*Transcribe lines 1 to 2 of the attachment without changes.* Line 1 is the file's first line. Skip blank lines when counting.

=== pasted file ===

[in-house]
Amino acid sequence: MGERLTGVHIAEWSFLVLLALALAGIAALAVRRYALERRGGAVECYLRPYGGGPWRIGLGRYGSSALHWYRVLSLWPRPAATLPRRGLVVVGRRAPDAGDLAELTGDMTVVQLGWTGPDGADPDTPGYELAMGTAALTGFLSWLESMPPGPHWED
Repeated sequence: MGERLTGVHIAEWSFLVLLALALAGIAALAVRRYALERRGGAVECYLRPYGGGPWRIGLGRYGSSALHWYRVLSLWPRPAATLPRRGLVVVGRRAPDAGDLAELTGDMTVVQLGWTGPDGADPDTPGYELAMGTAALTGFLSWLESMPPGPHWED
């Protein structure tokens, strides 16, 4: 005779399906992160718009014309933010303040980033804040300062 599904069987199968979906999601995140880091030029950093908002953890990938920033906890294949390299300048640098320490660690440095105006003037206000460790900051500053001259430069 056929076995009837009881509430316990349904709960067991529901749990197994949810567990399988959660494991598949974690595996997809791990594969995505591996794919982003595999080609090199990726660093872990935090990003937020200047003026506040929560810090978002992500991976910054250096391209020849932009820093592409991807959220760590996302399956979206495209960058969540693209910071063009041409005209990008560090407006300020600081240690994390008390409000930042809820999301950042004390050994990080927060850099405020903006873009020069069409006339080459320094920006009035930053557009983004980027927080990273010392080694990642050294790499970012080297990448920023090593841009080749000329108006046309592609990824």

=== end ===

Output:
[in-house]
Amino acid sequence: MGERLTGVHIAEWSFLVLLALALAGIAALAVRRYALERRGGAVECYLRPYGGGPWRIGLGRYGSSALHWYRVLSLWPRPAATLPRRGLVVVGRRAPDAGDLAELTGDMTVVQLGWTGPDGADPDTPGYELAMGTAALTGFLSWLESMPPGPHWED